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Roast Turkey

Roast Turkey
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Serves 10| Hands-On Time: | Total Time:


  • 10- to 12-pound turkey
  • Sausage-Pumpkin Corn-Bread Stuffing
  • 2 tablespoons olive oil
  • 2 teaspoons chili powder
  • kosher salt
  • freshly ground black pepper


  1. Heat oven to 325° F. Remove the giblets and neck from the turkey's cavity. Put the stuffing into the bird's center and neck cavities; do not pack. Spoon any extra stuffing into a lightly greased casserole; cover and refrigerate.
  2. Tuck the turkey's wings under the back to secure the neck flap. Tie the legs together. Rub the turkey with the olive oil, then sprinkle with the chili powder, salt, and pepper. Place on a rack in an open roasting pan.
  3. Roast 3 1/2 to 4 hours (or 20 minutes per pound). Cover the turkey with a tent made of foil after 1 1/2 hours or when the skin reaches a rich, brown color. Place the covered casserole of extra stuffing in the oven with the turkey about 40 minutes before the turkey is done.
  4. Test the turkey for doneness with a meat thermometer. It should read 180° F in the thickest part of the thigh and 170° F in the breast. Let rest at least 10 minutes before carving.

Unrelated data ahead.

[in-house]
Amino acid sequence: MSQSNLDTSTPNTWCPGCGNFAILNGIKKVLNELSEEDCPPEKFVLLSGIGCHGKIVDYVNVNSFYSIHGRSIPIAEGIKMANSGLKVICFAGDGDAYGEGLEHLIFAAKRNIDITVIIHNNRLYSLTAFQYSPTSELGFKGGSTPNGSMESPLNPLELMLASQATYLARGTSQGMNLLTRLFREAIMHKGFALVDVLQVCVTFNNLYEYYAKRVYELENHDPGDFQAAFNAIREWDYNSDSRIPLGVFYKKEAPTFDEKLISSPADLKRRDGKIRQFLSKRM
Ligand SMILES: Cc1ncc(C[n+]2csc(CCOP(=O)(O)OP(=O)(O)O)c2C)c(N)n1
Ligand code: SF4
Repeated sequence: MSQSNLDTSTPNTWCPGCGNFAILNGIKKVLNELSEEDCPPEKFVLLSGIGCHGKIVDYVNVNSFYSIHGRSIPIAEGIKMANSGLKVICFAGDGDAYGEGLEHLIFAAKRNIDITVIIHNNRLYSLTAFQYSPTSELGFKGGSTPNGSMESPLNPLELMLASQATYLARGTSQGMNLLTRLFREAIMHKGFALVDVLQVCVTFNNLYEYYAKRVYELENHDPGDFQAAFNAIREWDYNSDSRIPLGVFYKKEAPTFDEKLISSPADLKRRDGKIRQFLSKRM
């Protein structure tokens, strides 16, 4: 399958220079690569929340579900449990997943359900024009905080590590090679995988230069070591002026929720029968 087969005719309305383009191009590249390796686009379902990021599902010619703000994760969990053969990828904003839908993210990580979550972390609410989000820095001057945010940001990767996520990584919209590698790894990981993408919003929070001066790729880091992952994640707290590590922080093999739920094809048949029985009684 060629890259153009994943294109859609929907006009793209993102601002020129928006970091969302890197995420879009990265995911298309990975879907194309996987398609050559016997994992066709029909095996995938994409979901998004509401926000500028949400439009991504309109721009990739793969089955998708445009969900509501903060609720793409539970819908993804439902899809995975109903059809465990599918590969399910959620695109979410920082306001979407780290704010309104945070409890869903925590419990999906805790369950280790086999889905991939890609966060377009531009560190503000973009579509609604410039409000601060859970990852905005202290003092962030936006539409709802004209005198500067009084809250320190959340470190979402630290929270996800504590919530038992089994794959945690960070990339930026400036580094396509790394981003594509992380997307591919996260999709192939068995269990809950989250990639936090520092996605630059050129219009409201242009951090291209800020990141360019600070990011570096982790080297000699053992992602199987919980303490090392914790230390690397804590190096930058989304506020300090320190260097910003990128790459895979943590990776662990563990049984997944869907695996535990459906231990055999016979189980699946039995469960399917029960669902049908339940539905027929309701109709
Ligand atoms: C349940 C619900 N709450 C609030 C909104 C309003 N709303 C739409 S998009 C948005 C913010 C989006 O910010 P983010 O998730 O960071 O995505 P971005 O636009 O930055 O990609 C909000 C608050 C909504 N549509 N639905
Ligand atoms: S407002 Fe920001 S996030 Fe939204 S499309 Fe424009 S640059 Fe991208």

Heat oven to 325° F. Rub a 4- to 6-pound turkey breast with 1 tablespoon olive oil and sprinkle it generously with some chili powder, salt, and pepper. Place in an open roasting pan and cook 1 1/2 to 2 1/4 hours (or 20 minutes per pound) or until a meat thermometer inserted in the breast registers 170° F. Let rest 10 minutes before carving. Total time: 2 hours.


By November, 2002

Nutritional Information

  • Per Serving
  • Calories 552
  • Calcium 68mg
  • Carbohydrate 0g
  • Cholesterol 245mg
  • Fat 27g
  • Fiber 0g
  • Iron 5mg
  • Protein 72mg
  • Sat Fat 7g
  • Sodium 178mg
What does this mean? See Nutrition 101 .

Quick Tip

Simple Roast Chicken
Free-range birds have a more robust turkey flavor and substantial texture than coop-raised ones. They tend to be moist but not exceptionally so.

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    High in vitamin C, these hard, tart berries are grown in bogs in colder regions of North America and Europe. They’re almost always eaten cooked, as in the classic Thanksgiving relish.